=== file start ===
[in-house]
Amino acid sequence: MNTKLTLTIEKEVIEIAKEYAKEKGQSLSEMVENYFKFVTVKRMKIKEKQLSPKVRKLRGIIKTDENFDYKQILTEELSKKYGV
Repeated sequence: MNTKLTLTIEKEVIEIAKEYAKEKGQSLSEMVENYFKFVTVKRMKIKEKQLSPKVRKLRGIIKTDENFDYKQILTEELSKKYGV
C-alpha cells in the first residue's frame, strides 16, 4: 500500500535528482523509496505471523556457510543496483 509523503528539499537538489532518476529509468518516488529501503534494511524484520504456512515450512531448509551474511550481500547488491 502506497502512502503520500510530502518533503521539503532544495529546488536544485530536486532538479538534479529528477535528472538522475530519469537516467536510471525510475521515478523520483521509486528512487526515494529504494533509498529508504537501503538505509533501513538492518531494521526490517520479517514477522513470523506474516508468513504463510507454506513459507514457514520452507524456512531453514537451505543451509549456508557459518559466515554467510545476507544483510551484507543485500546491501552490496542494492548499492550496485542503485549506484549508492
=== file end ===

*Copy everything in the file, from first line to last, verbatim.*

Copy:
[in-house]
Amino acid sequence: MNTKLTLTIEKEVIEIAKEYAKEKGQSLSEMVENYFKFVTVKRMKIKEKQLSPKVRKLRGIIKTDENFDYKQILTEELSKKYGV
Repeated sequence: MNTKLTLTIEKEVIEIAKEYAKEKGQSLSEMVENYFKFVTVKRMKIKEKQLSPKVRKLRGIIKTDENFDYKQILTEELSKKYGV
C-alpha cells in the first residue's frame, strides 16, 4: 500500500535528482523509496505471523556457510543496483 509523503528539499537538489532518476529509468518516488529501503534494511524484520504456512515450512531448509551474511550481500547488491 502506497502512502503520500510530502518533503521539503532544495529546488536544485530536486532538479538534479529528477535528472538522475530519469537516467536510471525510475521515478523520483521509486528512487526515494529504494533509498529508504537501503538505509533501513538492518531494521526490517520479517514477522513470523506474516508468513504463510507454506513459507514457514520452507524456512531453514537451505543451509549456508557459518559466515554467510545476507544483510551484507543485500546491501552490496542494492548499492550496485542503485549506484549508492